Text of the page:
We bumped into a colourful Hindu procession while cycling through a small village. The men wore black lunghis with yellow turbans and tassels tied to their biceps. The women, in an explosion of colour, wore their best saris. Offerings of incense, fruit and cocktail umbrellas balanced atop their heads. They greeted us with inquisitive smiles. As Hindu civilisation is the only classical culture to survive intact from the ancient world, this same festival is likely to have been recurring every year for millennia, although I sense the cocktail umbrellas may be a modern addition. As the days wore on and we ventured further south, it become surprisingly cool. So cool it was officially declared a 'cold spell'. Temperatures were 'coldest of the past decade' according to a local paper. Temperatures had plummeted to 10°C. Doctors reported an increase in respiratory problems. Occurrences of thecommon cold were soaring. We revelled in the early morning respite while the local population wrapped themselves in woollen jumpers and thick balaclavas as if preparing for imminent snow - or a bank heist. By 10 o'clock the mercury regularly exceeded 30°C. It was still rising as we threaded our way through the streets of the provincial capital Mysore late one afternoon. That evening we dined at the Parkland Hotel where the menu advised 'Disposable vomit bags are available on request in case of need, as a consideration to fellow diners'. Astonishingly, we stayed and ate. No vomit bags required.

Ahead lay the Western Ghats, separating the steep hillsides of the west from the broad Deccan Plateau on the east. They are the geological spine of a catchment system that empties into nearly half of India's low lying lands, providing water and with it life. The road twisted, turned and arched over ever heightening humps, like crenulations eminating from the approaching Ghats. Bayan trees lined the road offering shade. Twisted and contorted roots tied them to the ground, lest one should uproot and run away. Others hung like fishing lines, waiting to catch passing prey. Coconut wallahs were plentiful and we shed our small change every hour or so, sucking the refreshing juices through a straw. There are always people in India, everywhere and in numbers. We were invariably greeted as friends, sometimes excitedly as if celebrities. On every corner or bridge, at every chaishop or adobe house, we 'celebrities' rolled through their lives, collecting smiles as souvenirs.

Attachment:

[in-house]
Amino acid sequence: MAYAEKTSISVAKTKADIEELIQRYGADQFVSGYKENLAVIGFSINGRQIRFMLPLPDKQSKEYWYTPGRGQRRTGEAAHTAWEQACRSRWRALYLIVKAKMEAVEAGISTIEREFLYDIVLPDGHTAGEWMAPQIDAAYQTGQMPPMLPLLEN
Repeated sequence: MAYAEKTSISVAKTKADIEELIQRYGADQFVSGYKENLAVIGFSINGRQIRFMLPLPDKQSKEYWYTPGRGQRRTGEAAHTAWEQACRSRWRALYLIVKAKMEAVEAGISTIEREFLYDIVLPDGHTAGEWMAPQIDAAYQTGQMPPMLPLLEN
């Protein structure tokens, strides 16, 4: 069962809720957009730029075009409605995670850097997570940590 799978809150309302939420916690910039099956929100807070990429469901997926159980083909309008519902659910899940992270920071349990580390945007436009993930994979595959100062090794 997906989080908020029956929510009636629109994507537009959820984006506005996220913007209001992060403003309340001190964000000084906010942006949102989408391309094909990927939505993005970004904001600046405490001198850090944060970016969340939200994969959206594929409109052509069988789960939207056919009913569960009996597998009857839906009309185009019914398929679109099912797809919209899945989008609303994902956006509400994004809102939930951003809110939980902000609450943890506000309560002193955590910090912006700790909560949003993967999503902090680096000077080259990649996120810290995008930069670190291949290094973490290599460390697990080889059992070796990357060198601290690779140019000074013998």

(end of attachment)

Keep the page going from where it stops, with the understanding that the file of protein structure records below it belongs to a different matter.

From the crest of a hill, we free-wheeled down a narrow road to the border post at Bandipur National Park. The rich montane forest oozed peacefulness, shade and a rich green curtain of solitude. One of the last frontiers for the asian elephant, we were unsure whether we would be allowed into the park on bicycles. A large articulated barrier blocked the way. A couple of bored looking rangers sauntered out of a small hut and eyed us interestedly. The more senior looking one spoke. He had a demanding manner that matched his station. Just as we thought he was about to order us back, he rather meekly suggested that we might be inclined to give him and his friend a pen each. Relieved and surprised in equal measures, Tina and I ducked under the rising barrier and burst out laughing as we sped off into elephant country.